- - Sunday, May 14, 2017


There has been a weekend of celebration in Washington about John Wall’s winning shot Friday night against the Boston Celtics in Game 6 of the Eastern Conference semifinals at the Verizon Center – and rightfully so.

But let’s recognize it for what it was – a bandage over an open wound, still oozing from the Game 7 exit of the Washington Capitals in their Eastern Conference semifinals playoff series against the Pittsburgh Penguins in that same arena two nights earlier.

Let’s not make it more than that. Let’s not make it one of the greatest moments in Washington sports history. It is a bandage, a salve to numb the pain.

A Wizards win in Game 7 Monday night in Boston, moving them to the NBA Eastern Conference finals? That would start healing the wound.

That would be worthy of a place in Washington sports history – who knows, maybe the start of a new era.

You think they celebrate Game 6 Eastern Conference semifinal wins in Boston? Forget the 11 championships of the Bill Russell era, the two of the John Havlicek-Dave Cowens era, and the three of the Larry Bird era – since Ernie Grunfeld has been general manager of the Wizards (14 years), the Celtics have won an NBA title (2008), became one of the worst teams in the league (25-57 in 2014), and then rebuilt to become the best team in the Eastern Conference this season (53-29).

There I go, bringing up their history. The water carriers for this franchise will say what do Bradley Beal or Markieff Morris have to do with that past?

These are the same water carriers that have been dancing in the street, reminding everyone that this 49-win season was the best year this franchise has had since its 54 win 1979 season, when they reached the NBA finals, only to lose to the Seattle Supersonics.

You can’t use the history of failure of this basketball team – nearly 40 years of irrelevance – only when it suits you. You can’t use the history of failure of sports teams in this town over the past 25 years only when you are cheerleading, and then disavow it when it comes to the tough examination of criticism.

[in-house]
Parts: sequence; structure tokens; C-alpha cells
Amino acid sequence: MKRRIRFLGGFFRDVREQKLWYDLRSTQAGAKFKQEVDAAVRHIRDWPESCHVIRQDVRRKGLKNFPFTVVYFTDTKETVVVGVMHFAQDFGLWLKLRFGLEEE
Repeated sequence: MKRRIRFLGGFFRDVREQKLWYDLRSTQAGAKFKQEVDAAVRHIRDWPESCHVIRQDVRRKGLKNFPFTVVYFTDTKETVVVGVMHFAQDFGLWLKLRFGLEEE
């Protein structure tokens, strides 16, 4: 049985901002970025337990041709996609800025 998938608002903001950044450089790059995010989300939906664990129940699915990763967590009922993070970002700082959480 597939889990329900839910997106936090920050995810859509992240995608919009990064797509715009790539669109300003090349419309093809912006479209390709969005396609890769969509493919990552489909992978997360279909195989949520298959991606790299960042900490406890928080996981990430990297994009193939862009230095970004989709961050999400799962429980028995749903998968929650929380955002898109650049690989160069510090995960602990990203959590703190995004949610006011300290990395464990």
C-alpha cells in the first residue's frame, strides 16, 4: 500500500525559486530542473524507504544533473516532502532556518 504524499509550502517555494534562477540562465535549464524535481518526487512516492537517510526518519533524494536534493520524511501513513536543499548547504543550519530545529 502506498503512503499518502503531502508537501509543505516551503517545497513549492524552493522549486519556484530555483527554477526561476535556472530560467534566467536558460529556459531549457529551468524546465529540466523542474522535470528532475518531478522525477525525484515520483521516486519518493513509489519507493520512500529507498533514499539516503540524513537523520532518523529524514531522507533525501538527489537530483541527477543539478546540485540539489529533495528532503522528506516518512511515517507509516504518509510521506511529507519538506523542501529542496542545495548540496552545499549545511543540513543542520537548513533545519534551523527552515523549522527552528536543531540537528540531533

No, the history comes with the team.

Of all the foolish things Ted Leonsis has said and written in his time as Wizards and Capitals owner, this one ranks among the most tone-deaf: “I only look at since I’ve owned the team. That’s important. I wasn’t here back then, so I’m only focused on since I’ve bought the team.”

No, Ted, you bought the history when you bought the team – the Kwame Browns, the Tyrone Nesbys, the Kevin Duckworths, the Darren Dayes. What this Wizards team – your Wizards team – has accomplished has meaning because of that past, that history, when you didn’t own the team.

When John Wall puts on that Wizards uniform, he carries with him that history as well. So does Martin Gortat, and Otto Porter. The fan base does. Why wouldn’t the players?

When Alex Ovechkin puts on that Capitals uniform, he doesn’t just carry the failures of the franchise during his time here. He carries all of it, the decades of disappointment and early Stanley Cup playoff exits.

When Kirk Cousins puts on that Redskins uniform, he carries the dysfunction and chaos of this franchise over the past two decades with him – the Albert Haynesworths, the Adam Archuletas, the Trung Canidates.

When Bryce Harper puts on that Washington Nationals uniform, he carries the absence of baseball for 33 years in this town with him.

The fans who pay money do, too. The players who get paid don’t get to bask in the glow of victory – a win that takes on an added importance because of the losses that this city has lived with – and then divorce themselves from the pain that existed long before they arrived.

John Wall’s Game 6-winning shot in a conference semifinals game meant more because of that pain. And it is why, if the Wizards win Game 7, an appearance in a conference finals would seem like a “Monumental” accomplishment.

It will feel so good because it has felt so bad for so long.

Thom Loverro hosts his weekly podcast “Cigars & Curveballs” Wednesdays available on iTunes, Google Play and the reVolver podcast network.

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